How many sex scandals in politics must we hear of before we realize that this is what happens when we give our power and faith to other people? Have we all got amnesia? Did we forget the lesson we learned in high school, from our days among the jocks and the rich boys? It’s a fucking law of nature: social elevation creates horny entitlement. No, it’s not fair. No, it’s not sensible, but it’s what we are, and we need to stop pretending that we’re beyond it. People regress to lower beings when they have power, and that’s why our economy, our politics, and our world are so fucked up. The people with the money detach from humanity, they gain access to too many things, and they forget simple societal demands, like, say, compassion and decency. Capitalism is right in rewarding hard work, but when riches are gained without it, we get shit like this, folks.

But we’ll forget. Once Election Day is over, we’ll all forget about this, and then put up the affronted act when it happens again.

Life goes on, it’s an old story, the fight for love and glory, and we keep hoping. We’re humans, right? Not animals. We can transcend our primal urges and improve our society, can’t we? I’m sure that, as long as we keep chugging along the way things are, we’ll get some good people in charge, and close this shameful chapter of history.

I’m not saying I’ll run for office, of course. That shit’s hard work.

Top Cartoons: Snoopy Come Home

There have been over forty animated Peanuts TV specials, and five feature films. There’s a timeless quality to these tales of precocious youngsters. Their lives, activities, pains, and pleasures — baseball games, flying kites, pulling pranks, fitting in — have rarely deviated from what children deal with even today. Snoopy Come Home maintains the themes of the comic, but it pushes them farther than they ever went before.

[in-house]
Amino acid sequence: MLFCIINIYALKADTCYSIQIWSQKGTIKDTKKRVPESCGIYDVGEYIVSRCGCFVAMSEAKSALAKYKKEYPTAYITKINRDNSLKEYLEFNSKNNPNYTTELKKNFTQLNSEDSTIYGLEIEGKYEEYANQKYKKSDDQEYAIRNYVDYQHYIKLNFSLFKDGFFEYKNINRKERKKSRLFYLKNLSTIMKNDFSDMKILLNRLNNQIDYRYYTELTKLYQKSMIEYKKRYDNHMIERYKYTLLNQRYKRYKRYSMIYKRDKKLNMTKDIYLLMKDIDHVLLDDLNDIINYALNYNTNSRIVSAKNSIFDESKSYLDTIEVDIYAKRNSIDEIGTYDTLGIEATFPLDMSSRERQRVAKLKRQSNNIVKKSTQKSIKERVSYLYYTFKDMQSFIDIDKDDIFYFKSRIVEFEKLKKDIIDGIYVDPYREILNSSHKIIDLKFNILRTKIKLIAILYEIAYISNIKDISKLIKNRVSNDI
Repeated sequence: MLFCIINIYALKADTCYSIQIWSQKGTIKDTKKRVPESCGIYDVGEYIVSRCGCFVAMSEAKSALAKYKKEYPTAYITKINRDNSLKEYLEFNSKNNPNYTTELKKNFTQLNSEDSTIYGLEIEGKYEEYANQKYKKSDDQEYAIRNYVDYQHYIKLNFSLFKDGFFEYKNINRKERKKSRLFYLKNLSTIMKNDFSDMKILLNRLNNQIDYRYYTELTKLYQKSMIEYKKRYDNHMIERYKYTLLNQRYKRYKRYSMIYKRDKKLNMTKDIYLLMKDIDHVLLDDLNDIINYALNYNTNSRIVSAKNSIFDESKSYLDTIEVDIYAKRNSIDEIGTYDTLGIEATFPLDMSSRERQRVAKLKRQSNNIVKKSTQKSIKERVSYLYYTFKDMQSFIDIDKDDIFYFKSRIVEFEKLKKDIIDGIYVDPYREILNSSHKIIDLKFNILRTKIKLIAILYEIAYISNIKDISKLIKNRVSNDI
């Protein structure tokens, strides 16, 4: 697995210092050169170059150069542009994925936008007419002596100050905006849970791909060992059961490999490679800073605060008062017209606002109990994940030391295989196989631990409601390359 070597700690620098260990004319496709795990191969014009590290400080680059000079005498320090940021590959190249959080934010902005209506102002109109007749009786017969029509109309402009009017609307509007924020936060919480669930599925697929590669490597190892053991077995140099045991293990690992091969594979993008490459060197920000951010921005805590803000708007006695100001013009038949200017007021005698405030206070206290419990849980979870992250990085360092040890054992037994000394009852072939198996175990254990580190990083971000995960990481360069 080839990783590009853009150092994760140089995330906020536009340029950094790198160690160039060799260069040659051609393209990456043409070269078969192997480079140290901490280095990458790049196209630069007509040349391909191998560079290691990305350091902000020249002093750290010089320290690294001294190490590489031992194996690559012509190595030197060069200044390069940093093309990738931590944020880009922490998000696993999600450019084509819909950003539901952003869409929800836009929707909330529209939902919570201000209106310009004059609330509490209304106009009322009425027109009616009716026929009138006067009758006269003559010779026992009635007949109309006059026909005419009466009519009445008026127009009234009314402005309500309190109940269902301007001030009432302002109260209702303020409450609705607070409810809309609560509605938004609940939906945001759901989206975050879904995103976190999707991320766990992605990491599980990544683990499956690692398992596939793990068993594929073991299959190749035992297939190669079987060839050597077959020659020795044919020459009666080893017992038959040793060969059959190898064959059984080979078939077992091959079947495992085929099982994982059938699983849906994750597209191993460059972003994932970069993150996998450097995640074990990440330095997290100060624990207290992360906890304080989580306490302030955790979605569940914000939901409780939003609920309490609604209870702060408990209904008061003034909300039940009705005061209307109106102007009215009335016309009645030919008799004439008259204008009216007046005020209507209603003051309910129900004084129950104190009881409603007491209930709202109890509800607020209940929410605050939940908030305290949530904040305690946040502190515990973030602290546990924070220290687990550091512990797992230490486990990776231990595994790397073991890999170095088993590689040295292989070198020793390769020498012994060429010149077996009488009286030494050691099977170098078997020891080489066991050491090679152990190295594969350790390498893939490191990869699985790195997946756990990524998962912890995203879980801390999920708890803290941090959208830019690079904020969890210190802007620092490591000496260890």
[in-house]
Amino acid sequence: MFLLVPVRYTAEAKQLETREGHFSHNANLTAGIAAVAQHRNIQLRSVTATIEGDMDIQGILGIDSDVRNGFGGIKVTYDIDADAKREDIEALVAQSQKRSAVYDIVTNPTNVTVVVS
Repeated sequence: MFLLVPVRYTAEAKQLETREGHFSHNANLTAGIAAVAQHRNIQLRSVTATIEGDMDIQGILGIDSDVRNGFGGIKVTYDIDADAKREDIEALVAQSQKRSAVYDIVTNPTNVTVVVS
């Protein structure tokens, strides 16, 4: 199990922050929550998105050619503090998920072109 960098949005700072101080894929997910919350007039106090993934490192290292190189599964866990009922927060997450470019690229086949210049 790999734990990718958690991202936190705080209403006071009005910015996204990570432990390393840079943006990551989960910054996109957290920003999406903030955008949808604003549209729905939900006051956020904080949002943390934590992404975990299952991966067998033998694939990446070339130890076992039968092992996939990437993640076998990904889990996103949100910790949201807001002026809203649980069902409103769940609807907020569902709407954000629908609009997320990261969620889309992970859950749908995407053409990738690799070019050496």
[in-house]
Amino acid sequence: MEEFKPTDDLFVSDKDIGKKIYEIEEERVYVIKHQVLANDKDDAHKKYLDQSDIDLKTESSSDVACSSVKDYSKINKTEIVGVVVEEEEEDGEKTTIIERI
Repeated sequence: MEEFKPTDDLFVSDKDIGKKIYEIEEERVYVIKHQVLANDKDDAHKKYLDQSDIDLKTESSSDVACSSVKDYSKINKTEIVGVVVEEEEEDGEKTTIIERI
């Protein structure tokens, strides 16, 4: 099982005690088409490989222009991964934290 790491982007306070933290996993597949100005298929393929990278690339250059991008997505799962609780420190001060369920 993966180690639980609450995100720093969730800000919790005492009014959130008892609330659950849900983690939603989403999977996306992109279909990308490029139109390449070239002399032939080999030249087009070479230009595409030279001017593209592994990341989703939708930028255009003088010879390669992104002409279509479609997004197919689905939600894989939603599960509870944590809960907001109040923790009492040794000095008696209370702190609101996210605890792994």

This is the second animated Peanuts feature, written by Charles Schulz and directed by Bill Melendez. As the title says, the focus is on Charlie Brown’s independent, imaginative, attention-loving beagle, but instead of playing vulture or chasing the Red Baron, he gets trapped at the peak of what amounts to a symbolic love triangle.

snoopy title.jpg

There are tensions in the Peanuts neighborhood. Snoopy’s been spending too much time away from home, fighting with the Van Pelt kids, and standing up his play dates. NO DOGS ALLOWED signs are cropping up at his favorite haunts, and even that round-headed kid is pounding him with lectures. It seems as though he just doesn’t belong anymore.


So when a letter from a mysterious girl named Lila arrives, which spurs Snoopy on an impromptu road trip, everyone feels responsible.

snoopy letter.jpg

It turns out that Lila is Snoopy’s original owner, who, for some reason, had to give up her puppy when her family moved. She returned him to the Daisy Hill Puppy Farm, where Charlie Brown’s parents later discovered him.


Now Lila is sick with an unnamed, but  serious disease, and misses her pup terribly. Snoopy and his bud Woodstock try to use mass transit to reach her, but NO DOGS ALLOWED signs stymie them, so they have to make the trip through unfamiliar towns and wilderness on foot. They travel a mighty long distance together, bonding, joking, and generally dealing with the rustic life. On one occasion, however, their adventure, and their lives, are put in serious jeopardy.


Having gone without human companionship, Snoopy is pleased to spot Clara, a gal playing in the sand outside her house. He runs up and greets her, but she seizes him, kidnaps him, and attempts to forcibly adopt him.

Clara is more or less a relative of Tiny Toons’s Elmyra, with no awareness or empathy for an animal’s feelings. She gives Snoopy a flea bath, repeatedly dunking him underwater. She ties a hefty rope around his neck and yanks him around. She dresses him in hideous clothes for a tea party. Then, when she spills her tea on him, she blames Snoopy, and gives him a spanking.